Article published in:Receptive Multilingualism: Linguistic analyses, language policies and didactic concepts
Edited by Jan D. ten Thije and Ludger Zeevaert
[Hamburg Studies on Multilingualism 6] 2007
► pp. 103–135
4. Receptive multilingualism and inter-Scandinavian semicommunication
This article is aimed at providing a theoretical subsumption of the term receptive multilingualism. Receptive multilingualism is seen as a communicative practice used in situations of verbal interaction under special circumstances. It is characterised by different languages being used by the different discourse participants. This overview is illustrated with examples taken from interscandinavian semicommunication, i.e. the oral communication between speakers of Danish, Norwegian and Swedish. These examples show that the crucial difference between ‘usual’ and receptive multilingual communication lies in the fact that the discourse participants belong to different speech communities. They apply different linguistic and non-linguistic frames of reference and are thus unable to rely on an unconditional functioning of the communication. The larger the differences between the languages, the more probable is the appearance of trouble sources that can be overcome with different methods.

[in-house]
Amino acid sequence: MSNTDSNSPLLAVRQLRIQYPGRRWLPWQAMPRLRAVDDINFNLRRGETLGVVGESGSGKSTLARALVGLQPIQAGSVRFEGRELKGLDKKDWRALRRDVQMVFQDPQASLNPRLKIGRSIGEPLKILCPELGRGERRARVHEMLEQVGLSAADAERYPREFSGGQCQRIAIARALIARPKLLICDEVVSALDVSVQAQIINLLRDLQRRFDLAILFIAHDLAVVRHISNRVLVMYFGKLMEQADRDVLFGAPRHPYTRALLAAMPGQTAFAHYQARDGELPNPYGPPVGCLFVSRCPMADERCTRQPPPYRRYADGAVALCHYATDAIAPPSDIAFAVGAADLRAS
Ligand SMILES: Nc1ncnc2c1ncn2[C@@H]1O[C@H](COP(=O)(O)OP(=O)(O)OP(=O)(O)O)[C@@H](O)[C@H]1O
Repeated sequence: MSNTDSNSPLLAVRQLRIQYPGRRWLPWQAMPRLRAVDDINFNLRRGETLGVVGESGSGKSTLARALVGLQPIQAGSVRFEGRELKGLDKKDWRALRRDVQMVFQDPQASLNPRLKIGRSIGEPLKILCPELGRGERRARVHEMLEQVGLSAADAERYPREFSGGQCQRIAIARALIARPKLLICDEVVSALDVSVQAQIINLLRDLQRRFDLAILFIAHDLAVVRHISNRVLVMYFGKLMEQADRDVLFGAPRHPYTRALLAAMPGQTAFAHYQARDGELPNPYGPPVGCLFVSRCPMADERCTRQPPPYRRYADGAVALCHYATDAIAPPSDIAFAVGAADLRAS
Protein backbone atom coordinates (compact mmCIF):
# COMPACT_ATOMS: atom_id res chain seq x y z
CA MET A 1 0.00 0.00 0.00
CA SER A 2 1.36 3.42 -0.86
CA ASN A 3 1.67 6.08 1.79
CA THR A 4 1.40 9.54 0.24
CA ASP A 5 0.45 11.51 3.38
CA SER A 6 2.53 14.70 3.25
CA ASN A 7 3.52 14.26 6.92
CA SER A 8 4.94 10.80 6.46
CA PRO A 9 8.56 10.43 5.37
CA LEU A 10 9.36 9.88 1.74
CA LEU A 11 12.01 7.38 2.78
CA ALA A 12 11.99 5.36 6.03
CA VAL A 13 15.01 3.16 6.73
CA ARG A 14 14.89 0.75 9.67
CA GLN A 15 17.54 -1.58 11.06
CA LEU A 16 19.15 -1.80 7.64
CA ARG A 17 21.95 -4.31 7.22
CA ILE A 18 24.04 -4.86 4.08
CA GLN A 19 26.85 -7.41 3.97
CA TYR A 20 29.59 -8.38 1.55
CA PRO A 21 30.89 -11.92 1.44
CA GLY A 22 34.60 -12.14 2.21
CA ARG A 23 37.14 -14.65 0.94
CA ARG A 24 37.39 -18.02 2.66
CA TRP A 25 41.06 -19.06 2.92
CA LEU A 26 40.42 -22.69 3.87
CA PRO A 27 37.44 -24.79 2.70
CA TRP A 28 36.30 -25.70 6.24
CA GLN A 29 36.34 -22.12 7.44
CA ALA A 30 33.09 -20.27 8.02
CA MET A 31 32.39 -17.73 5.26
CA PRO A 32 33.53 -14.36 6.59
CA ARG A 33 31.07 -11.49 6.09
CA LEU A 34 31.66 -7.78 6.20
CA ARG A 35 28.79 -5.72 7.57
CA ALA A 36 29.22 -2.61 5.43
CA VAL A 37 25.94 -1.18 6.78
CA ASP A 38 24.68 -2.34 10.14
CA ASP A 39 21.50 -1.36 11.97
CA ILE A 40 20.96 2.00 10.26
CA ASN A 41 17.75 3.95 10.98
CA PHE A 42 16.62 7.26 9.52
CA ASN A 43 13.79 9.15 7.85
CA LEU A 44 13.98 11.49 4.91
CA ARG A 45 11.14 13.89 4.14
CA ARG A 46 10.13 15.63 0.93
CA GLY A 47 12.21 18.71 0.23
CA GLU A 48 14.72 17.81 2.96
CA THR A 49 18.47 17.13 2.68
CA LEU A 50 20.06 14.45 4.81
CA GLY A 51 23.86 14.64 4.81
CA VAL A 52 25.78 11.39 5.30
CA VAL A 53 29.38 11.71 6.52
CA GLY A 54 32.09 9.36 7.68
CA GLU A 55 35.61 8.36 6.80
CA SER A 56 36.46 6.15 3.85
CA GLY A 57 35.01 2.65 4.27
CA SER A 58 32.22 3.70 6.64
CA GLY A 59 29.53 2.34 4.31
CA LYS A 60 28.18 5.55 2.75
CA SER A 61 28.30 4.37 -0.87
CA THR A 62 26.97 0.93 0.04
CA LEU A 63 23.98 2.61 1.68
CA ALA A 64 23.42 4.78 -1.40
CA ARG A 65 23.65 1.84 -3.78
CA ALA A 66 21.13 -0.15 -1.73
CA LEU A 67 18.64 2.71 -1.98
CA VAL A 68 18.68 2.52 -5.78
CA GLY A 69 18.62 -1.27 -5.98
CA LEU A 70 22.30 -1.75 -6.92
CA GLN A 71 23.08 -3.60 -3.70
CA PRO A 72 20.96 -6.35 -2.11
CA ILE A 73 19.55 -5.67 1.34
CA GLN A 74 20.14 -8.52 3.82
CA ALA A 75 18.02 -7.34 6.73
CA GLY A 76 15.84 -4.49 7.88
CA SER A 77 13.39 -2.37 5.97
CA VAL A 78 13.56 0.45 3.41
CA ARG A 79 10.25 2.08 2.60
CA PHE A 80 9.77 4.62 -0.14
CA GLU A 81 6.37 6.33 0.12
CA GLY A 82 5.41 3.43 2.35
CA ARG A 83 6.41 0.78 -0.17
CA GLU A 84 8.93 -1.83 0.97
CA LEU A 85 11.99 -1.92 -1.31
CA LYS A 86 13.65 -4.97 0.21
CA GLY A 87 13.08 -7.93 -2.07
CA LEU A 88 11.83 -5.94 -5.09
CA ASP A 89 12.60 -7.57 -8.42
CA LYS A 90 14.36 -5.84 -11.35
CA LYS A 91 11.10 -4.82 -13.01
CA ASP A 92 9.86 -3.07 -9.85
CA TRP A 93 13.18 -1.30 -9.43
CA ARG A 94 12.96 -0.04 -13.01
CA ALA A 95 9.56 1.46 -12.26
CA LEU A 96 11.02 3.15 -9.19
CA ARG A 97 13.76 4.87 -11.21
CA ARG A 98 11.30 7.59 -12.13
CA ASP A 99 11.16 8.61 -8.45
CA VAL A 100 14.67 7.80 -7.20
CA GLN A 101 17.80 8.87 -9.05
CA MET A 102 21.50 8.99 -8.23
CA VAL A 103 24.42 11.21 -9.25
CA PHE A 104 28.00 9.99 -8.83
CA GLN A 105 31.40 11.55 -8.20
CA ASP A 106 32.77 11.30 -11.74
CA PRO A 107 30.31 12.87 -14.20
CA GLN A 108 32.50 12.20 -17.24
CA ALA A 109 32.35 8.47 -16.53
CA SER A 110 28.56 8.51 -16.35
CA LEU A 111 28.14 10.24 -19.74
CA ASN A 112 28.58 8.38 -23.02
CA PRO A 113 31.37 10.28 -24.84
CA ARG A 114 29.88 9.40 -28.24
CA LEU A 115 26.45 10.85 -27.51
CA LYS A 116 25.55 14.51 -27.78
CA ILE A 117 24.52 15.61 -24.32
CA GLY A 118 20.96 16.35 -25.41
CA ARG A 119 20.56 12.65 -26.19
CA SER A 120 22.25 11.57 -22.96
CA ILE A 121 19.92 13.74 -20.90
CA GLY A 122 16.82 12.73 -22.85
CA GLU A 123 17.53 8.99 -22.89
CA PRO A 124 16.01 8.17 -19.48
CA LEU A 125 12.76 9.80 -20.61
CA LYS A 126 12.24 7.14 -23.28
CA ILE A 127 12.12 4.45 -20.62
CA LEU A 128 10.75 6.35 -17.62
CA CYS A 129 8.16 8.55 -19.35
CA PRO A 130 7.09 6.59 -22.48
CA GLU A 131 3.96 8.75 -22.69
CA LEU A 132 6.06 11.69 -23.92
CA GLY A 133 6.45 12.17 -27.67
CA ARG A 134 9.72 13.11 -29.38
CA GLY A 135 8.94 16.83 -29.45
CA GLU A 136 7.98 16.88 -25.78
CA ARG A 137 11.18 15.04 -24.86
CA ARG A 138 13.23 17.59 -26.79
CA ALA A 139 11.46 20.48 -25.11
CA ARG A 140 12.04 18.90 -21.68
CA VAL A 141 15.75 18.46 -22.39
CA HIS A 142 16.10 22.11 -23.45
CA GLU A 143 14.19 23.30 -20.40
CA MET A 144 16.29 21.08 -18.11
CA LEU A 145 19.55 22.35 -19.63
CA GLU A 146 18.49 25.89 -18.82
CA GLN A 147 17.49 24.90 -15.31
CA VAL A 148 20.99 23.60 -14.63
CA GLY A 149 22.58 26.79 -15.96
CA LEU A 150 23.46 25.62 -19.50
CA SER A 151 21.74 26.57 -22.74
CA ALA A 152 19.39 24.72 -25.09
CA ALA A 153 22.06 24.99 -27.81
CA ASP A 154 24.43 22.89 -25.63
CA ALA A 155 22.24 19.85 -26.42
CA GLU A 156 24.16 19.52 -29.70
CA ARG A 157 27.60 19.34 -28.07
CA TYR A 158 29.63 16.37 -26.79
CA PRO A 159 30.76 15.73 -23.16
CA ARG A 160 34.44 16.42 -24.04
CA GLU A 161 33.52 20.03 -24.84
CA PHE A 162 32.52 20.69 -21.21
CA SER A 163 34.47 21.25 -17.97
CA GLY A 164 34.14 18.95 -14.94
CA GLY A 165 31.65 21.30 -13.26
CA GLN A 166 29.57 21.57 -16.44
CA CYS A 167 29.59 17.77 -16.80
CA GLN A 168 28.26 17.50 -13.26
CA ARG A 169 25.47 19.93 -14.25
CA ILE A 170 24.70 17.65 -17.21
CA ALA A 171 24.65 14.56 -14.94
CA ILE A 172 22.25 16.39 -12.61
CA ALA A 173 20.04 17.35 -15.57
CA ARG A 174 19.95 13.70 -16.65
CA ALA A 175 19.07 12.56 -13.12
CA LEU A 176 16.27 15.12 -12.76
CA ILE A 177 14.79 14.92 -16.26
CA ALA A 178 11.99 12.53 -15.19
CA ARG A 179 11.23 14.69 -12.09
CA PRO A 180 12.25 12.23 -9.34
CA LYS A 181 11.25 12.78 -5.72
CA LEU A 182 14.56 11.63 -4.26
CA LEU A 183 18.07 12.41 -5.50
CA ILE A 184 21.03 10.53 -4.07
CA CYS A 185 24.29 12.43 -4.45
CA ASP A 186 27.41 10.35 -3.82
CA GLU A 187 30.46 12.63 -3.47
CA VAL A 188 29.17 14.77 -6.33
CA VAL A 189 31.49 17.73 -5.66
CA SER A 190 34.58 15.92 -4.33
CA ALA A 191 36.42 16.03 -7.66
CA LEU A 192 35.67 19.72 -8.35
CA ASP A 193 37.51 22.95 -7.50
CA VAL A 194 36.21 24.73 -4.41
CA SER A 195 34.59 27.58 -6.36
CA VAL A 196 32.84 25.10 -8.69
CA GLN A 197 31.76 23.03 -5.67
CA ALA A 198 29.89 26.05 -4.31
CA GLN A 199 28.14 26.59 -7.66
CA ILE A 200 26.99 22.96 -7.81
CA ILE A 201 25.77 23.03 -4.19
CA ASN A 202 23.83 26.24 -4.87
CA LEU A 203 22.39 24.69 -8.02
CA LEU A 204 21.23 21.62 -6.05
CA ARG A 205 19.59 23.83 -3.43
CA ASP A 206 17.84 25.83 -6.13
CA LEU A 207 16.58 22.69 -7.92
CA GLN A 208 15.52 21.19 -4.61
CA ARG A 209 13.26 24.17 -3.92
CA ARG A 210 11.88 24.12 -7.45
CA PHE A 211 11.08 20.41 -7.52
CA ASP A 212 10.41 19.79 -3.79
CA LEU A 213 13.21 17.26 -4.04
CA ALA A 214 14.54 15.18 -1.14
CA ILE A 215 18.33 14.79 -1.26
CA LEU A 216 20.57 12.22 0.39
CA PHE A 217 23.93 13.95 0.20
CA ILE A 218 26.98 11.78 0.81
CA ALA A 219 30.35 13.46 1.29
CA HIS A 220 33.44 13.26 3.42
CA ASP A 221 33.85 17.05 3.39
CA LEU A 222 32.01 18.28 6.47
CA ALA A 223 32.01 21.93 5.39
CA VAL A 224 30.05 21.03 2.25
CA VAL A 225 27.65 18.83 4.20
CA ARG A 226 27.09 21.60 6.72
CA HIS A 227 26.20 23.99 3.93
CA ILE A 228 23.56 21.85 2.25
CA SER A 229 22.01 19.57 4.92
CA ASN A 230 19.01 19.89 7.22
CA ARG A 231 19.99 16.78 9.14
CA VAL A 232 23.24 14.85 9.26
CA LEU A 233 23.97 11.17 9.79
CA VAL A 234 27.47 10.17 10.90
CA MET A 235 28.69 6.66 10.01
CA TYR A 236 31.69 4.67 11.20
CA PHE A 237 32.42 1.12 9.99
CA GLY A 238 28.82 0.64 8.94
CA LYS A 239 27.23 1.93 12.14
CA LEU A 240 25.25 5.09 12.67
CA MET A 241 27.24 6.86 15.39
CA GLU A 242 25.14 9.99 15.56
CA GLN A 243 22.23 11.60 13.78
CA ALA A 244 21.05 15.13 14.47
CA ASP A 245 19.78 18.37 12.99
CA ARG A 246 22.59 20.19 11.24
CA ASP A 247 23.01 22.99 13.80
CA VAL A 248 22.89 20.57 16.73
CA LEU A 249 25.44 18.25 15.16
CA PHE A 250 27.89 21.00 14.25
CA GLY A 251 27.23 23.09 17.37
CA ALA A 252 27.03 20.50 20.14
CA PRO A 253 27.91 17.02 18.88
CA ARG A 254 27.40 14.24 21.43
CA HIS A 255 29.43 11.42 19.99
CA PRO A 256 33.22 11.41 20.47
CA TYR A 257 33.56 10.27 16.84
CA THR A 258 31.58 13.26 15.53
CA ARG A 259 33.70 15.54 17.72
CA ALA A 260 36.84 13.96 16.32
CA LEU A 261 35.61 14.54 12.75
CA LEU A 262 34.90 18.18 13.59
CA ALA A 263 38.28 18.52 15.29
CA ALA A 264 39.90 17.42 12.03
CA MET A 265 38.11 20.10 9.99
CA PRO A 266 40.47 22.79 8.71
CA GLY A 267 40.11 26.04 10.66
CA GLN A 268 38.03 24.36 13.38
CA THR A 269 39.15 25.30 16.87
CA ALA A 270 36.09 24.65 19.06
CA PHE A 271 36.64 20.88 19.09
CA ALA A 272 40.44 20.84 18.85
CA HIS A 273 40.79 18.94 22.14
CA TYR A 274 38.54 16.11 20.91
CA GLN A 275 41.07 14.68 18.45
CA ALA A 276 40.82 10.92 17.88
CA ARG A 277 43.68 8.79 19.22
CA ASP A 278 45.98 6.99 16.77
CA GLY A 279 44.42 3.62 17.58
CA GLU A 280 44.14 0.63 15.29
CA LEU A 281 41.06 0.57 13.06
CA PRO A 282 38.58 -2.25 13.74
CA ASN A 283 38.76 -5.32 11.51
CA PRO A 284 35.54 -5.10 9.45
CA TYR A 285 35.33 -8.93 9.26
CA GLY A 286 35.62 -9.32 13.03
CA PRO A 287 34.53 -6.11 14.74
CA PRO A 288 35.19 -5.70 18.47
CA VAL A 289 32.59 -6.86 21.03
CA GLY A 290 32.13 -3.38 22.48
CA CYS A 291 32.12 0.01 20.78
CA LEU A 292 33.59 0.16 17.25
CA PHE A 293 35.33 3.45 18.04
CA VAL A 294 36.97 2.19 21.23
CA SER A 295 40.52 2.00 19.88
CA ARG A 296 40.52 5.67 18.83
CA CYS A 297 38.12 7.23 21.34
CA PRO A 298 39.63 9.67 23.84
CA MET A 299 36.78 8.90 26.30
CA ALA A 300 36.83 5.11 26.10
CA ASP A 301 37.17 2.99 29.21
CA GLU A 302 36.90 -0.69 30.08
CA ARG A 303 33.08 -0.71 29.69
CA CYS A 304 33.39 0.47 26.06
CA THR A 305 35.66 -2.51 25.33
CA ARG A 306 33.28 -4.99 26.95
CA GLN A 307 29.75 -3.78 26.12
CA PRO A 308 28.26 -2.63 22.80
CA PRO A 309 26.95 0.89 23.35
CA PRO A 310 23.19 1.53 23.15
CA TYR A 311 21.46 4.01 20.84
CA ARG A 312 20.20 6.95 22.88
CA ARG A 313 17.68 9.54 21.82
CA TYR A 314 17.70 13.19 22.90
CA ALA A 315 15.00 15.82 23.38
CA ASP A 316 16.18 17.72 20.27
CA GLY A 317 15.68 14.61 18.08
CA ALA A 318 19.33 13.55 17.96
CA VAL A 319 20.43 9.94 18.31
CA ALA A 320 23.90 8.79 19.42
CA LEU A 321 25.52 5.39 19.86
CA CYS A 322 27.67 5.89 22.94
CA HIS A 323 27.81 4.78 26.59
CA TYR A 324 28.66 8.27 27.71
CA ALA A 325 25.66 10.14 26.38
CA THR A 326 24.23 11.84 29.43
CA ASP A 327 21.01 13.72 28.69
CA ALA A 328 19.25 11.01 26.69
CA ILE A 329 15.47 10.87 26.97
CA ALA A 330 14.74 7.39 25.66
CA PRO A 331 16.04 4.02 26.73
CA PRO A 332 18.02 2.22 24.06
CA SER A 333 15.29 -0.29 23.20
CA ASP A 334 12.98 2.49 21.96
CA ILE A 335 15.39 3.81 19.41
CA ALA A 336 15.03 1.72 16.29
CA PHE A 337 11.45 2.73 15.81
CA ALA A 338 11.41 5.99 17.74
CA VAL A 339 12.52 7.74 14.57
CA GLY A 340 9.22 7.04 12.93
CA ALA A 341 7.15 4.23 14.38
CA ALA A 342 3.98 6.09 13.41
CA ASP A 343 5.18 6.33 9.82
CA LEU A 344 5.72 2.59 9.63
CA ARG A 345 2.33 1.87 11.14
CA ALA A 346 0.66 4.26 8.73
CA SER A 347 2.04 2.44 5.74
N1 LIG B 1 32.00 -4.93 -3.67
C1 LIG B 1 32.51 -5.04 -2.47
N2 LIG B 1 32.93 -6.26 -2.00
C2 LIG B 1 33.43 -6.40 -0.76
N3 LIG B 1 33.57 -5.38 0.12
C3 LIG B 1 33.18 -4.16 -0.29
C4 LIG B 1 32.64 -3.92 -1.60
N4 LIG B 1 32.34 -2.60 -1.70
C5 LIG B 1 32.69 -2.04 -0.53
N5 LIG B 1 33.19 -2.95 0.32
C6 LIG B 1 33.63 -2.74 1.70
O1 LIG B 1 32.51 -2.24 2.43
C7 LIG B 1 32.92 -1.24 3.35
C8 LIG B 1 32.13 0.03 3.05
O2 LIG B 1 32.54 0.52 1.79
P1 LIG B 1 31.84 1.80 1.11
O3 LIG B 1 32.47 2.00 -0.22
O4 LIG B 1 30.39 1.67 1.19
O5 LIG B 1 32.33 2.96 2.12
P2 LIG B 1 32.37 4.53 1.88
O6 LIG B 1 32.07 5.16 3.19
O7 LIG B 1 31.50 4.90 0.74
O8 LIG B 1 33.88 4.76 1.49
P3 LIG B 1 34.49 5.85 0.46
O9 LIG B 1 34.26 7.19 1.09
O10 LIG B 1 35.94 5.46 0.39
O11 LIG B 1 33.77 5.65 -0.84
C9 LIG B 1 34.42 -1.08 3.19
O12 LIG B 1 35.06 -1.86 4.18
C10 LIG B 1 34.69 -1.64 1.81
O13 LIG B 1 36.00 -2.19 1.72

Keywords: interscandinavian semicommunication, receptive multilingualism, speech community, trouble sources
Published online: 05 June 2007
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